A few years ago, cloud computing faced an infosec hurdle. Many CIOs appreciated the benefits of cloud computing, but their concerns about cloud security outweighed all of its potential benefits. General cloud security trepidation thus precluded broader use of cloud computing.
Fast forward to 2015 and the situation has changed. Yes, CIOs and security folks remain worried about cloud security, but business and IT benefits are so appealing that they tend to trump confidentiality, integrity, and security apprehensions. ESG research indicates that a growing number of organizations are jumping on the cloud computing bandwagon (note: I am an ESG employee):
- 68% of mid-market (i.e. 500-999 employees) and enterprise (i.e. more than 1,000 employees) organizations use SaaS today.
- 41% of mid-market (i.e. 500-999 employees) and enterprise (i.e. more than 1,000 employees) organizations use IaaS today.
- 35% of mid-market (i.e. 500-999 employees) and enterprise (i.e. more than 1,000 employees) organizations use PaaS today.
So the cloud train has clearly left the station and it's only gaining momentum and speed.
Now, remember those cloud security concerns I mentioned earlier? Well these concerns have morphed a bit. A few years ago, CISOs were concerned about the conceptual security of the cloud. Now they are anxious about the practical realities around how they can extend their existing cybersecurity skills, processes, and controls to enforce security policies and monitor activities in the cloud.
These issues are illustrated in some recent ESG research. In this project, 150 enterprise infosec professionals were asked to identify challenges associated with enforcing security policies in public and private clouds. The results are as follows:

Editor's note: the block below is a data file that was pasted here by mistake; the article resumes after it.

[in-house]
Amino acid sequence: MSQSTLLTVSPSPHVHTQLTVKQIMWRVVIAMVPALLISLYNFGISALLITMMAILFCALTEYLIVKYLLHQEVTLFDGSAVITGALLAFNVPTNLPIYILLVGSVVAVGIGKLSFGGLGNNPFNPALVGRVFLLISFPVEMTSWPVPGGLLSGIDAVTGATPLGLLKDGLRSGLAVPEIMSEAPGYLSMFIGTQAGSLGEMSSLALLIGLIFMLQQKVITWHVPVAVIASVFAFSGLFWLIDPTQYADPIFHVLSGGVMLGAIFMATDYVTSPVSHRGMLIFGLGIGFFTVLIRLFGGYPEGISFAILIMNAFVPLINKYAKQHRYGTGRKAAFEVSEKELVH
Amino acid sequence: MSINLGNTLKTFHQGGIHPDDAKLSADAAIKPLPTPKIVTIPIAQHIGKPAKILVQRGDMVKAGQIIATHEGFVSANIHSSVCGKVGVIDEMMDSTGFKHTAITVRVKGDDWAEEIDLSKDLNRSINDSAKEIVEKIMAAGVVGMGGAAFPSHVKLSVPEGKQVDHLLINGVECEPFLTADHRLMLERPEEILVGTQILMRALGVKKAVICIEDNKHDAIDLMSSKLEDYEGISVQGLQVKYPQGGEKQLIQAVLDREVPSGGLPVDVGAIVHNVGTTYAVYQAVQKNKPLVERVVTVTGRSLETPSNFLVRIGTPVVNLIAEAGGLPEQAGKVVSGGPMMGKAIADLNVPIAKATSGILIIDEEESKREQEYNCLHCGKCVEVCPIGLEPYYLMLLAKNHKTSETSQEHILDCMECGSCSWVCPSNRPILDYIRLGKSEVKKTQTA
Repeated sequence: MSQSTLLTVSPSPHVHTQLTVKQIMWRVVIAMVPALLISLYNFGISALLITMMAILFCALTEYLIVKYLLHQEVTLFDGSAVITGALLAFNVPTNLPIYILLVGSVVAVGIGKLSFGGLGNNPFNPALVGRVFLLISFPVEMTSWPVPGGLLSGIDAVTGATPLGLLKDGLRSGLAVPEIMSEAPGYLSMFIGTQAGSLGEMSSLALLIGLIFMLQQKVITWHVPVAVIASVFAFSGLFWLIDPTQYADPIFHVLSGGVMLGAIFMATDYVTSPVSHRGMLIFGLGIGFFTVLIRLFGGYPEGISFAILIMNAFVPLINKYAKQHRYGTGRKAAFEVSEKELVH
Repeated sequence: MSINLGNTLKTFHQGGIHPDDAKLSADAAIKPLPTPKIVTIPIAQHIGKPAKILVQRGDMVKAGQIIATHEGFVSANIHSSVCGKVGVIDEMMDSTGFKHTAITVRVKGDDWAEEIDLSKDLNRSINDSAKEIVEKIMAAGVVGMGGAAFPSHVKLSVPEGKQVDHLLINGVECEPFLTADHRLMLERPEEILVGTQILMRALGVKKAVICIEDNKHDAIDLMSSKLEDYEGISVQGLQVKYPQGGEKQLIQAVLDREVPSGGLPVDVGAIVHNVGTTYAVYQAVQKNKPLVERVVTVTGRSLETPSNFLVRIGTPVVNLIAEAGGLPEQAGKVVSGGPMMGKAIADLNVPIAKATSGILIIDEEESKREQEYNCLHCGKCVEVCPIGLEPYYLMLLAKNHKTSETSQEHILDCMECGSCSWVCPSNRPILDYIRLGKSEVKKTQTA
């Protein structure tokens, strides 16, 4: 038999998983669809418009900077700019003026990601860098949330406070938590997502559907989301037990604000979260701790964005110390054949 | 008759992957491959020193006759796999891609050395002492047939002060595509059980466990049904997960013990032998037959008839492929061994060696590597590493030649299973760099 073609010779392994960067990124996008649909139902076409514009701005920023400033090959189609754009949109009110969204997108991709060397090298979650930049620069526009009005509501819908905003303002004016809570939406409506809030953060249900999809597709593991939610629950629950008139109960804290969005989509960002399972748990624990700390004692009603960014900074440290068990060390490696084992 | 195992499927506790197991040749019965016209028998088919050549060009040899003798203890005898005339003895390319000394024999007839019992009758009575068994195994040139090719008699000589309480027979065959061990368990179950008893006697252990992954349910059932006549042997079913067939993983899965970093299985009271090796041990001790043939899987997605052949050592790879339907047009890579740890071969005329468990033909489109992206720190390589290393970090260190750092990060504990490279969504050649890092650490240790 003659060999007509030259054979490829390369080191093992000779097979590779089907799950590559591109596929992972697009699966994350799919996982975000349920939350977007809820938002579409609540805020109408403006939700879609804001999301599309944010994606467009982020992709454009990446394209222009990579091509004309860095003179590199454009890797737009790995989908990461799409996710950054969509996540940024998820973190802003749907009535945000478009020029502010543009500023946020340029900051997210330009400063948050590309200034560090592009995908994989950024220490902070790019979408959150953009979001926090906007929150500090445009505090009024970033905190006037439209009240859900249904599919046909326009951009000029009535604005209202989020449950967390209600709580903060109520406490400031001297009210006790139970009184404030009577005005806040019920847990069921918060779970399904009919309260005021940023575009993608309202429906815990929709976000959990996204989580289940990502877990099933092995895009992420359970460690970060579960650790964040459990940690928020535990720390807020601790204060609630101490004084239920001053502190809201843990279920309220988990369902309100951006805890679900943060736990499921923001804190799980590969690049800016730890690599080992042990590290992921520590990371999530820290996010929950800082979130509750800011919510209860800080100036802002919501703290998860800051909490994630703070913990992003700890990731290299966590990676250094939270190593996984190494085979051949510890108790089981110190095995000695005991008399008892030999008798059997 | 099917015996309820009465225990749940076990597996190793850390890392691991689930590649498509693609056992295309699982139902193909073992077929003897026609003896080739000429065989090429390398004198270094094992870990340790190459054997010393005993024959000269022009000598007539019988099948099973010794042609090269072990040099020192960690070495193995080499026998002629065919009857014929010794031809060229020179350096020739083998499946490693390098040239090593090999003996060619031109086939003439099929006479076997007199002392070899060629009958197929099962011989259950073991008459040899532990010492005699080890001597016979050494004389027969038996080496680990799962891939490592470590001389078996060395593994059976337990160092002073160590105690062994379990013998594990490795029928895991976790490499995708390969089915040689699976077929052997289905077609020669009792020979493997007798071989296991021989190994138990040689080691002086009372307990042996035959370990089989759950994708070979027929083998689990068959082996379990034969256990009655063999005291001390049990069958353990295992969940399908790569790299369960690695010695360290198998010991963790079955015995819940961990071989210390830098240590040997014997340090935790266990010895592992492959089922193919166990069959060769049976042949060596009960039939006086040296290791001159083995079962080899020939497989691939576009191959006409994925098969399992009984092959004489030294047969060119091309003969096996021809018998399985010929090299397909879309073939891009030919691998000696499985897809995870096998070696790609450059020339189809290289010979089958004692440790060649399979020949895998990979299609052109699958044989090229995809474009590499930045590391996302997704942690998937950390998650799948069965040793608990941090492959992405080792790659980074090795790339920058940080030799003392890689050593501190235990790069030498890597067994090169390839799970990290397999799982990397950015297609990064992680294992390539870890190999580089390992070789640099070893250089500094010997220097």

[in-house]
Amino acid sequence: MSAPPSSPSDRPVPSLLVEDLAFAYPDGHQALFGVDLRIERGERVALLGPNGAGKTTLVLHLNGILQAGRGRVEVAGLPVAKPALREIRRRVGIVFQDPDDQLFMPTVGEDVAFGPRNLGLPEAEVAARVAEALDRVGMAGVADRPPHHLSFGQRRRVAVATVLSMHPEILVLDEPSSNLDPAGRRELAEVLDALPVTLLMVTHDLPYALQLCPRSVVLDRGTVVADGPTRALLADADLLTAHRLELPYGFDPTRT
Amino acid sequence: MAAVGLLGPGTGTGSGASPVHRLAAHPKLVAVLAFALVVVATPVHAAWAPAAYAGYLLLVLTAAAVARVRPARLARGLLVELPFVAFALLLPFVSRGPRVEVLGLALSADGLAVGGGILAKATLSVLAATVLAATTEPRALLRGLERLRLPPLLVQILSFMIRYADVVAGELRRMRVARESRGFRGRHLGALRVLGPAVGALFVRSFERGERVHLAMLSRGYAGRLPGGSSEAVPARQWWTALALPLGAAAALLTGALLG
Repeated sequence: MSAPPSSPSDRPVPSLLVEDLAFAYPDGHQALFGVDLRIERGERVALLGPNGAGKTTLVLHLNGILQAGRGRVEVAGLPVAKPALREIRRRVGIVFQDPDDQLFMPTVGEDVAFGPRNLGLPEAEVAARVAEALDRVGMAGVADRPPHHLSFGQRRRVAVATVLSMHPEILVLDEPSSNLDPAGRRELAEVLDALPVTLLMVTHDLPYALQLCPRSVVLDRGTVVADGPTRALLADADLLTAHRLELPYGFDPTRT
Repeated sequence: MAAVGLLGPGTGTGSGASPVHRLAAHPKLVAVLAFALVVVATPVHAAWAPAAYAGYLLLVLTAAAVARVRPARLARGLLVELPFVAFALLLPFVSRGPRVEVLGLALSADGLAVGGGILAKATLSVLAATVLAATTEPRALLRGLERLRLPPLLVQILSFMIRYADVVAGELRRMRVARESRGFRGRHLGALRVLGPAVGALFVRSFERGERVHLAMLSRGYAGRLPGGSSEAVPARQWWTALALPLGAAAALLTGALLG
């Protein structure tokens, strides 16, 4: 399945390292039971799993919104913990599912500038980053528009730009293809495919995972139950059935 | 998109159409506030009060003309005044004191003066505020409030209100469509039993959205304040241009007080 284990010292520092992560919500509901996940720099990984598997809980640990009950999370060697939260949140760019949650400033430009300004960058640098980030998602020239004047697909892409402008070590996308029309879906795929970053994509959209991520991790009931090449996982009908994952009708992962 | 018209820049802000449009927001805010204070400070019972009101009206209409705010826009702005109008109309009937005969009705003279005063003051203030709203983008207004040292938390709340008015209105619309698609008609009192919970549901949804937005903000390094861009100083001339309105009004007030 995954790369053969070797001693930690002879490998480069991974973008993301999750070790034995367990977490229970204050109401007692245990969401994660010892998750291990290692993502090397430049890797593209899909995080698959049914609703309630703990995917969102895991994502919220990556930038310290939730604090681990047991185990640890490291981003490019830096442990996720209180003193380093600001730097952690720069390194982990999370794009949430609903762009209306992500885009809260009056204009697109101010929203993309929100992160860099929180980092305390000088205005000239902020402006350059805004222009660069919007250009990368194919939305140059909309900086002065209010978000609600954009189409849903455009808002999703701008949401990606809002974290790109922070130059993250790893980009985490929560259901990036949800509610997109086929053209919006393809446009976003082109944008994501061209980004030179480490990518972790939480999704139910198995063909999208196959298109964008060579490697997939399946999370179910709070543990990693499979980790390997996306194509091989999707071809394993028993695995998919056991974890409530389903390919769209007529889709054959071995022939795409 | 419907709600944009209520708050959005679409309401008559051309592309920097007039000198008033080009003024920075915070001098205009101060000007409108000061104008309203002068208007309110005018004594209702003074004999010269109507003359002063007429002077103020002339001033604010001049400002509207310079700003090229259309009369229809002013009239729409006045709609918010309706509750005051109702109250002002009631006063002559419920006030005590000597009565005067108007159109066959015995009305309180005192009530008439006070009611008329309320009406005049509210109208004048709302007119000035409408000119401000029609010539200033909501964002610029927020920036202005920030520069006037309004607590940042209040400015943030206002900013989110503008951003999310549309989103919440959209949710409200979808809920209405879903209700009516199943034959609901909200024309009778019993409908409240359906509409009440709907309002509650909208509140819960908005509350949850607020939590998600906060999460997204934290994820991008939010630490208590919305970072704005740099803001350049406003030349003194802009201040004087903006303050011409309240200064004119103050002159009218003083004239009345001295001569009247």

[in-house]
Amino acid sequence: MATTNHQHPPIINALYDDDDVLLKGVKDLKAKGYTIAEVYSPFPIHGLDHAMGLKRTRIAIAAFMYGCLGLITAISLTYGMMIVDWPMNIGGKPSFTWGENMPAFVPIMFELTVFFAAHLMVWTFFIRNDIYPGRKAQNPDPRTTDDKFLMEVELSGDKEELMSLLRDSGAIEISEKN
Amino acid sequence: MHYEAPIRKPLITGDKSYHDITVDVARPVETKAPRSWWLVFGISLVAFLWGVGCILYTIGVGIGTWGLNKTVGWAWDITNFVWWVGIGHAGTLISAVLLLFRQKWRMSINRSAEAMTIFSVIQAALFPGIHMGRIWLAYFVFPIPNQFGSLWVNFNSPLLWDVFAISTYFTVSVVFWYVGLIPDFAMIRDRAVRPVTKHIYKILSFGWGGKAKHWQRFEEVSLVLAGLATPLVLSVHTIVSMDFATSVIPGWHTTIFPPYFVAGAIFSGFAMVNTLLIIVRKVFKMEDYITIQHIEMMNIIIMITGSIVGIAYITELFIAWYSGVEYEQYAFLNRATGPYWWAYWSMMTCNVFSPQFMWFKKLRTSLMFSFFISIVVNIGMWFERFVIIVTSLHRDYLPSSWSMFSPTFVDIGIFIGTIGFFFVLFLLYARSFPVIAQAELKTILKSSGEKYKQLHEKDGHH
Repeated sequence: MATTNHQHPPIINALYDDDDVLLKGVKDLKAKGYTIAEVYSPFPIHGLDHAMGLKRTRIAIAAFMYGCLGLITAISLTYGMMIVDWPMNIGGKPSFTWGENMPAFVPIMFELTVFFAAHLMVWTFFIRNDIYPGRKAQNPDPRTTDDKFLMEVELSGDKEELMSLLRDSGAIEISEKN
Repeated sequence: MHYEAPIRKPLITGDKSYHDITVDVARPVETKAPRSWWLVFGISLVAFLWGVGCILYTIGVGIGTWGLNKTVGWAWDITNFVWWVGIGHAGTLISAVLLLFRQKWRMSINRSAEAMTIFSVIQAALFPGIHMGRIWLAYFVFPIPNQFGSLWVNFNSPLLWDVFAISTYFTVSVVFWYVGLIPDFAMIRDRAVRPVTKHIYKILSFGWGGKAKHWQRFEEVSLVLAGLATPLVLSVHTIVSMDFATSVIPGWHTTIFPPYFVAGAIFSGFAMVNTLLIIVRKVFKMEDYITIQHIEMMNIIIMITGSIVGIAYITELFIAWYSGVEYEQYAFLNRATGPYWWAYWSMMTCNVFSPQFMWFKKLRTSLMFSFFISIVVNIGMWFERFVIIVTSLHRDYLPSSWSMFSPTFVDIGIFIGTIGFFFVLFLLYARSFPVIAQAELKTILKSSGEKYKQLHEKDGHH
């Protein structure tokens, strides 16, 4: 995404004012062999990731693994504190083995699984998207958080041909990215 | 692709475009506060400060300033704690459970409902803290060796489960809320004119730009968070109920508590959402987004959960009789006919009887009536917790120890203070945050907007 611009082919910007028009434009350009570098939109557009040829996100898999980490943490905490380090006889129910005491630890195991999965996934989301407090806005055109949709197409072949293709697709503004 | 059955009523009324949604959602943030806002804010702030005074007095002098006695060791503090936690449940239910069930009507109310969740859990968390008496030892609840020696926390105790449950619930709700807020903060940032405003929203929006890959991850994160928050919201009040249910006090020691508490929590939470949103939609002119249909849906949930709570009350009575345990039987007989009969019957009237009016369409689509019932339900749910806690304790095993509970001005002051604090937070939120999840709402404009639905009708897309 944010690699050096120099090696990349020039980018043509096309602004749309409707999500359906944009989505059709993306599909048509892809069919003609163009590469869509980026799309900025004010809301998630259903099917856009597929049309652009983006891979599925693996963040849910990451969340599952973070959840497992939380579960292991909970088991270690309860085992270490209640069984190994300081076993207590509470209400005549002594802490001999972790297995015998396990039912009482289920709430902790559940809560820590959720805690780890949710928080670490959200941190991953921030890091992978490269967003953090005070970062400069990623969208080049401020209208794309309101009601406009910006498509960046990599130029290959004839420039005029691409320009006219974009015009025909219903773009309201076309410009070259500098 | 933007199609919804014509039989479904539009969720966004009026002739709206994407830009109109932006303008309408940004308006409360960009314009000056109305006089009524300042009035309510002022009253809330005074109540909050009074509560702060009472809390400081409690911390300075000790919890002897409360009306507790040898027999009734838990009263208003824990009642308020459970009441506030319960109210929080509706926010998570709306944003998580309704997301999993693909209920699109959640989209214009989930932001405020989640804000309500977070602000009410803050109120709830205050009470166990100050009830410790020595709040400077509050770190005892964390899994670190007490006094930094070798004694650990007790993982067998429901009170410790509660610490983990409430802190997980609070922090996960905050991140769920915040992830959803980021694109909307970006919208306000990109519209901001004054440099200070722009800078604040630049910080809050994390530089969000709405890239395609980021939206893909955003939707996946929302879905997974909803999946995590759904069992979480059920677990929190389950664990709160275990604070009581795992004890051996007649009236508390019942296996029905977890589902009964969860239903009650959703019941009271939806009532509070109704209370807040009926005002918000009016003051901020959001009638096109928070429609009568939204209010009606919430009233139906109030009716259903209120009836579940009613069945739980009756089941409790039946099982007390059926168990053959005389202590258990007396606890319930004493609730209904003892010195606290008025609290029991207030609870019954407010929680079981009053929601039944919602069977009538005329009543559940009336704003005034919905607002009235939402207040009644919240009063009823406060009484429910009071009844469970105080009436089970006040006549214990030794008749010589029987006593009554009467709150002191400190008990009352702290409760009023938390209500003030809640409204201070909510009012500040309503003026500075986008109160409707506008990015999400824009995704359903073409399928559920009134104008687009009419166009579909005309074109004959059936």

- 32% of cybersecurity professionals say that their organizations use several different public/private cloud offerings and it is difficult to coordinate security operations consistently across all areas.
- 31% of cybersecurity professionals say that cloud computing exacerbates communications and collaboration problems between the cybersecurity operations team and other IT groups.
- 24% of cybersecurity professionals claim that the security controls applied to physical assets don't align well with cloud infrastructure.
- 22% of cybersecurity professionals state that it is difficult to troubleshoot problems related to security controls in cloud-based infrastructure.
- 21% of cybersecurity professionals admit that their organizations struggle with the migration of workloads and associated security controls from physical to cloud-based infrastructure.
So the research points to people, process, and technology problems with cloud computing.
The cybersecurity industry recognizes these issues and there is certainly a lot of innovation around physical/virtual/cloud-based network security operations (FireMon, RedSeal, Tufin), cloud security visibility (Evident io, Netskope, ThreatStack), and security control (CloudPassage, Illumio, vArmour). Traditional security vendors like IBM, Intel Security, RSA, Symantec, and Trend Micro have also introduced tools in this area.
What's the winning formula? I'm about to launch some research to find out more on this soon.